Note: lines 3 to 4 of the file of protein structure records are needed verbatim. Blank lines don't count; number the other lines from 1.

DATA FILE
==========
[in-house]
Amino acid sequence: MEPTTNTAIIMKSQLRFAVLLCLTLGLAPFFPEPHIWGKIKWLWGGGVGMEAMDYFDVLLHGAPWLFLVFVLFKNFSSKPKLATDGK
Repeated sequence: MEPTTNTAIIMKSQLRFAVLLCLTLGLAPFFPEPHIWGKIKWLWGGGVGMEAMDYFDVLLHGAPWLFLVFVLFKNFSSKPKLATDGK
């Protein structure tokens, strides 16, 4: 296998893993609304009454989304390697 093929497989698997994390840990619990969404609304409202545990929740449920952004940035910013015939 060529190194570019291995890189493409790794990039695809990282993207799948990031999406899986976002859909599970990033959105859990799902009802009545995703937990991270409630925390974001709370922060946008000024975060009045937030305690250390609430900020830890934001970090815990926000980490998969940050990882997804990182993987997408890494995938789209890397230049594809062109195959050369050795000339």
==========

Repeated sequence: MEPTTNTAIIMKSQLRFAVLLCLTLGLAPFFPEPHIWGKIKWLWGGGVGMEAMDYFDVLLHGAPWLFLVFVLFKNFSSKPKLATDGK
């Protein structure tokens, strides 16, 4: 296998893993609304009454989304390697 093929497989698997994390840990619990969404609304409202545990929740449920952004940035910013015939 060529190194570019291995890189493409790794990039695809990282993207799948990031999406899986976002859909599970990033959105859990799902009802009545995703937990991270409630925390974001709370922060946008000024975060009045937030305690250390609430900020830890934001970090815990926000980490998969940050990882997804990182993987997408890494995938789209890397230049594809062109195959050369050795000339």